I have the honor to inclose you the Memorial presented by a Friend of Mine to induce the Government to adopt the plan of a voyage of discovery mentioned in a former part of this Letter. I also inclose you a Letter from Mexico relative to the progress of the Russians in their Approximation to the Spanish Terrotaries and a discription of the Skeleton of an Animal discovered lately in Spanish America. I suppose these to be objects of Curiosity to you, the Latter however is merely for yourself, for the Academy of Natural history here, will soon publish an account of this Animal and the person who furnishes me with the inclosed Sketch and notes desires that his Observations should not be made public.
From Algiers I find that the Peace with Spain is on a tottering foundation and I beleive this Court itself thinks so. At least I conjecture this from some hints I have received from persons who are in the way of being well Informed. I must Intreat you on your arrival in America, to press remittances for the payment of the Advances made by the Ct. D Expilly as well as those made by his successor Monsr. Las Herat the Spanish Consul for the support of our unfortunate Country men. I have sent the Accompts to Congress. The Money has been Advanced by these Gentlemen in consequence of my orders which were approved by Your Excellency and Mr. Adams.
You are pleased to offer me your services in America. From another I might take this as a Compliment. I must be very much deceived indeed in your Character to take it as such from you. I will therefore without hesitation or Scruple tell you Candidly, that I cannot live here with my present salary. That from the particular situation of our Affairs during the greater part of my residence here, I was obliged to incur Extraordinary Expences to Make friends and to gain Confidence not only with the Nation but with those Employed by other Nations. I have spent my money my time, my attention and I flatter Myself I have succeeded. I have never troubled Congress with my distresses, because I knew their Inability to releive me. I do not ask the salary of a Minister, but I wish to have the Title for their interests, because the Etiquette here is so much to the Advantage of the Ambassadors and Ministers that 4 times in five on the days of Audience, the Chargé Des Affaires cannot see the Minister until he is wearied and fatigued by preceding conferences. 500 pd. Stg. a year would pay the extraordinaries of all kinds of the Additional Title. I never formed an Idea of being paid for the Time I employed in the service of my Country, but I do not wish to become every year poorer as has been the case hitherto. I beg you to excuse these details or more properly these effusions. I write in a hurry for I finish the 27th of March a Letter begun the 26th of Jany. The fact is that Mr. Young has been detained by unforeseen circumstances, altho’ Every day I expected his departure. This will be sent you by the Prince de Nassau. I have not drawn for Many months for my salary, I beg you before your departure to leave me directions on that head. I am now pressed on all sides for Money and when I draw for a quarter or a half year I hope My bills will not be protested. I have yours of the 4th of March but I have not time to answer it. We have no pacquet boats here. I have the honor to be with the most sincere Esteem and respect Yr Excys Most Obedt & Very Hble. Sert,
I add an Extract of a Letter from Morracco which I have just received.
RC (DLC); MS incomplete; partly in code; endorsed. Recorded in SJL as received 6 Apr. 1789. Enclosures: (1) Extract of a letter from Francisco Chiappe to Carmichael, Meknès, 22 Feb. 1789, reporting the arrival of an American merchant ship at Mogador to take on a cargo of mules and stating that the prefect had ordered him to write to his brother that if the merchandise belongs to Americans, only half-duty will be required, a privilege to be granted for three consecutive years as proof of the Dey’s good will toward the American nation (Tr in Italian, DLC). (2) In TJ’s reply of 8 May 1789 he acknowledged receipt of the “interesting papers” but said that the “answer of Don Ulloa” was not included; see also note to TJ to Carmichael, 3 June 1788. (3) Copy of extract of an unsigned letter dated “Mexico [City] 1 Decre. 88” informing the unidentified recipient that, on the preceding day, an express had arrived with the news that the pilot Martinez had landed at the port of St. Blas in one of the ships which had set out on his orders in March last to explore the Russian settlements on the South Sea; that there had also arrived the maps which he had made of the coasts and towns and, since these were in poor condition, one “Constanyo” had been directed to copy them with all speed and send them to the Court of Madrid in the next post; that, according to report, Martinez had explored the strait separating America from Asia and found it to be only 13 leagues wide; that at latitude 48° he found a settlement of Russians, and, moving along the coast, had reconnoitred as many as nine towns, in one of which he made a water-call, informed himself of the surroundings, and ascertained that the smallest of the settlements consisted of 16 families; that he had found that these Russian settlers had many Indian allies, who had adopted the Russian dress; and that he had left a frigate in the Bay of “Buccareli” with directions that it should there await such orders as might be sent to it from Mexico City, to which capital Martinez was then on the way (Tr, in Spanish, in unidentified hand; DLC). (4) The description of the skeleton of an animal (printed below). (5) The memorial presented by a friend of Carmichael’s to induce the Spanish government to undertake a voyage of discovery has not been found, but its author was evidently the Comte de Fleurieu (1738–1810), who “recommanda à la cour de Madrid de donner des ordres dans les ports du Pacifique pour inviter les capitaines à enquêter dans ces parages” (L. H. Parias, Histoire universelle des explorations, Paris, 1955–56, iii, 238). The expedition was sent out in June, 1789, and since its commander was Don Alessandro (1754–1809), he must have been the particular friend to whom Carmichael referred as the author of the note appended to Ulloa’s answer to the proposal to cut a canal across the isthmus.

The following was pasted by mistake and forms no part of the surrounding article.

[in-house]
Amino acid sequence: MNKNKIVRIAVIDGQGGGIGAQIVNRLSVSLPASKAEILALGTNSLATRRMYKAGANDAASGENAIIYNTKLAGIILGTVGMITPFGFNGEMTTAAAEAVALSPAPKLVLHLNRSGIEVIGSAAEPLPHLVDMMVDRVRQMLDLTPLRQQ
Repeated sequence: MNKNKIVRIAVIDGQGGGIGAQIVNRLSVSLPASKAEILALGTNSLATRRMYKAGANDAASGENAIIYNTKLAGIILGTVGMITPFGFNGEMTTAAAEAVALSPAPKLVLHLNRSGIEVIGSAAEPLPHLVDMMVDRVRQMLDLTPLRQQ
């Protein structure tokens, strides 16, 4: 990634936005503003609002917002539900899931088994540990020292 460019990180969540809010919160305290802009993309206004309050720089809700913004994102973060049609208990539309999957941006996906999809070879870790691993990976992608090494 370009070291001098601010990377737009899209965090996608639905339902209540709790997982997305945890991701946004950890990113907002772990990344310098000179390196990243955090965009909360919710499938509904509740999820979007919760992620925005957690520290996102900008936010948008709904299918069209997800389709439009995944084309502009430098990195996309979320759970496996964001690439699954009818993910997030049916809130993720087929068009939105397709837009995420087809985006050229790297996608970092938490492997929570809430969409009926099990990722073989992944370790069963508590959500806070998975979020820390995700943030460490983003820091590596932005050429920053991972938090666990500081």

1. This and subsequent words in italics are written in code and were decoded interlineally by TJ. Carmichael made several errors in encoding, some of which TJ was able to correct; his decoding has been verified by the Editors, employing Code No. 11, and one or two conjectural readings have been supplied.
2. In both instances Carmichael employed the code numeral for “sm” which was adjacent to the symbol for “secret,” a plausible word for him to have used in this context and probably what he intended. Both missions were in fact secret.
3. Carmichael garbled the encoding here so as to baffle both TJ and the Editors; the word in brackets (supplied here as in other instances in this passage) is a plausible conjecture.
4. One and possibly more pages are lacking at this point; Carmichael’s letter was evidently incomplete when the TJ Papers were arranged at the Library of Congress about 1920.